Bill Clinton for both answers. First of all, I think Bill Clinton could probably win an election against anybody, especially if it took place today.
Secondly, P-Funk George Clinton’s appeal would be the idea of having a really cool guy be President and I think even George Clinton would admit that Bill is way cooler than he is. I mean, sure, George Clinton wrote “Atomic Dog”, but I’m pretty sure that “Atomic Dog” is ABOUT Bill Clinton.
You’re not the only person who gets confused by Presidential succession. I receive a lot of questions about who would become President in this-or-that instance. One particular point that many people seem to be confused by can be answered easily: there is never, ever an instance in which an outgoing President’s term is extended past the date that he is scheduled to leave office. No emergency, no electoral dispute, nothing can ever extend a President’s term other than re-election. If a President is scheduled to leave office at 12:00 PM on January 20th, that’s the end of the line, no matter what happens.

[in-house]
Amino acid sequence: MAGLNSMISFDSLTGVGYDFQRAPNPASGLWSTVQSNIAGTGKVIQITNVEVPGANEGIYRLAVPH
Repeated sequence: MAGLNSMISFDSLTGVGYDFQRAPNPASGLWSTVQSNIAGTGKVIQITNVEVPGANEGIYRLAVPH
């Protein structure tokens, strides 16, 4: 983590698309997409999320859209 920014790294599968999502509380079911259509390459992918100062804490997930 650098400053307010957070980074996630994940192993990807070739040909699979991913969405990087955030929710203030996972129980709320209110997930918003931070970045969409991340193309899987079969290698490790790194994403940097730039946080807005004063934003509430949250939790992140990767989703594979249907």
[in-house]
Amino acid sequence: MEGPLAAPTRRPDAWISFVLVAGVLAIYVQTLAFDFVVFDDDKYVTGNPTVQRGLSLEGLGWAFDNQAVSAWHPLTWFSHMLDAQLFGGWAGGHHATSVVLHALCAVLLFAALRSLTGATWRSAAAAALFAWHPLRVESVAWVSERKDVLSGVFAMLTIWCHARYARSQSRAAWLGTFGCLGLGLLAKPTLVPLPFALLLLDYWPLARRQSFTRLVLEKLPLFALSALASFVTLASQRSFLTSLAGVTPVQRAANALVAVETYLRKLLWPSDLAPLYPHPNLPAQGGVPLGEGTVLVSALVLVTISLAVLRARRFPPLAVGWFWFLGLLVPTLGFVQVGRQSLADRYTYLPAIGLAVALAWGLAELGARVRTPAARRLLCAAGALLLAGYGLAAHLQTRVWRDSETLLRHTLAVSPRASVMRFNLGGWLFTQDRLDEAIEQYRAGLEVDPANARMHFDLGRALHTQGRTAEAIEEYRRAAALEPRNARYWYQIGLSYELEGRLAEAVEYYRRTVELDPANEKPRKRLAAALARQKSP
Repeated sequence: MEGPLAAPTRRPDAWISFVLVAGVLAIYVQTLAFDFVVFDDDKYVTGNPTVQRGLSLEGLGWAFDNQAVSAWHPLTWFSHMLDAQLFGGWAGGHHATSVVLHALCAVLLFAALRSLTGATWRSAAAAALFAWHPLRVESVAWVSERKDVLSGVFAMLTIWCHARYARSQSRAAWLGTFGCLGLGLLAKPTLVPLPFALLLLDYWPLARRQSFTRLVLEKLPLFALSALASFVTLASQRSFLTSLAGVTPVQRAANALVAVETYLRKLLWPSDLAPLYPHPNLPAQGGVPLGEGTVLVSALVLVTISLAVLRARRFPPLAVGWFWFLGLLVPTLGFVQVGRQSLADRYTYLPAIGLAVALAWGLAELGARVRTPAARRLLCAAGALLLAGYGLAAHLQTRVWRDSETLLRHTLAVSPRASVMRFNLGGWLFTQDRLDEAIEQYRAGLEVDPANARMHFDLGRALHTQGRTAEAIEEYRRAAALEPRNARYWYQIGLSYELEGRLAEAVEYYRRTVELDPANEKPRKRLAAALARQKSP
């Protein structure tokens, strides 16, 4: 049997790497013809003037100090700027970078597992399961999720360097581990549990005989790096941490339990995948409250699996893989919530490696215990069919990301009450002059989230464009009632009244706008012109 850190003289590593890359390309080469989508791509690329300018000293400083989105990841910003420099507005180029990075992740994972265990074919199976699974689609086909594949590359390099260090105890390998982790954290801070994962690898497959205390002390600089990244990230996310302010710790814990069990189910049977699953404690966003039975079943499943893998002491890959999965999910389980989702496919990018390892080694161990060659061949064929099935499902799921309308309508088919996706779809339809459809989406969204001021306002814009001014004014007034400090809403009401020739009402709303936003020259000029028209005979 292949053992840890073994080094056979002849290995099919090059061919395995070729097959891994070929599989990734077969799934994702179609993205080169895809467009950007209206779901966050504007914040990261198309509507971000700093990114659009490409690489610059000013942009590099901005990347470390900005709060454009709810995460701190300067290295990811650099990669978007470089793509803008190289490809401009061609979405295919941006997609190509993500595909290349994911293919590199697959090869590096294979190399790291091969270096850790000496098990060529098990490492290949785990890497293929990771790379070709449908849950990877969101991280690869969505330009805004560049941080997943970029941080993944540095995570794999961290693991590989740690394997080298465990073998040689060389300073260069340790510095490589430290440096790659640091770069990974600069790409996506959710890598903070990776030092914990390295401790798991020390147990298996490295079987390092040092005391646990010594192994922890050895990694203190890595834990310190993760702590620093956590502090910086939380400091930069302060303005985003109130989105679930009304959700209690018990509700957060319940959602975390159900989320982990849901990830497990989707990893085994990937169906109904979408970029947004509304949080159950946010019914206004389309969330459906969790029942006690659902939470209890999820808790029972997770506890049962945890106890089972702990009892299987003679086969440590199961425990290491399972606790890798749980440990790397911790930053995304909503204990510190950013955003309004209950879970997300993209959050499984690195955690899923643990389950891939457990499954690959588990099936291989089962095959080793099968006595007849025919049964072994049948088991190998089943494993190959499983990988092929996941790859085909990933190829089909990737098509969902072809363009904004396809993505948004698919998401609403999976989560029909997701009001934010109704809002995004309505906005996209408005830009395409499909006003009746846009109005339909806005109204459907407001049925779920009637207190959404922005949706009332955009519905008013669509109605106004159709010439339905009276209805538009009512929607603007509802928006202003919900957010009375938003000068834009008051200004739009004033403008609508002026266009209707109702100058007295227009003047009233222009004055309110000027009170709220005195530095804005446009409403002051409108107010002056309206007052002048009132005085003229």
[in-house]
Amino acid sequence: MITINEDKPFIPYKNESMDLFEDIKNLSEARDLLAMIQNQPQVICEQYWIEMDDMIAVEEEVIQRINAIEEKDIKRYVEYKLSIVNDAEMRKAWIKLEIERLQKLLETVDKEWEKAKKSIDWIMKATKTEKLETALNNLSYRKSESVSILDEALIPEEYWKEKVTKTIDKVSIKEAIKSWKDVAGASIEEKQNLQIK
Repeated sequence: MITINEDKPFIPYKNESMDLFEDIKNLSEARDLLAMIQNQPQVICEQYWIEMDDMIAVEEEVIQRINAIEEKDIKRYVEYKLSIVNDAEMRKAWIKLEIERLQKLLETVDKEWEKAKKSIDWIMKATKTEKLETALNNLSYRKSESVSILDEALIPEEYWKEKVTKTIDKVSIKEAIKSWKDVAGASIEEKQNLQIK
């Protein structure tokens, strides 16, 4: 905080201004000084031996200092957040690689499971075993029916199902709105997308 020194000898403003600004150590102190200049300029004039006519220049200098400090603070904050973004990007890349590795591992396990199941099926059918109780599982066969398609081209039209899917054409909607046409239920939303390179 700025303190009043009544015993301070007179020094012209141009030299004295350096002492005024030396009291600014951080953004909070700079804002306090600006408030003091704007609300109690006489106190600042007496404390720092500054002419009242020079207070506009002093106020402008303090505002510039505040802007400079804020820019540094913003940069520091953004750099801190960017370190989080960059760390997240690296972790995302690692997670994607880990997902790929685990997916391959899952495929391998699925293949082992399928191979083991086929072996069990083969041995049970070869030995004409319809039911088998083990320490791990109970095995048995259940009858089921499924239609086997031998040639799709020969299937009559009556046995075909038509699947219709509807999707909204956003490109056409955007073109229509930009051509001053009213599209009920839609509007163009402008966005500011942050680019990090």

As for your specific question, if the recount or the court battle over Bush vs. Gore in 2000 had continued into the new year and not been resolved by Inauguration Day 2001, the Presidency would have ended up with the person next in the line of succession. President Clinton and Vice President Gore were both scheduled to leave office at 12:00 PM on January 20, 2001, so if the election had not had a result by that point, the Speaker of the House of Representatives, Dennis Hastert, would have become President at that time and served until the 2000 election was decided.
The election dispute in 2000 ended up continuing into December before the Supreme Court ended the recount and Gore conceded to Bush. Throughout Presidential campaigns, the two major party nominees — in this case Bush and Gore — receive CIA intelligence briefings so that they are up-to-date on what is going on around the world and prepared for if or when they become President. As the dispute stretched on, President Clinton actually approved CIA briefings for Speaker Hastert in case he had to assume the Presidency on Inauguration Day.
I have previously answered this question with more depth but can’t find it, so I apologize if this answer isn’t quite as good as the first time around.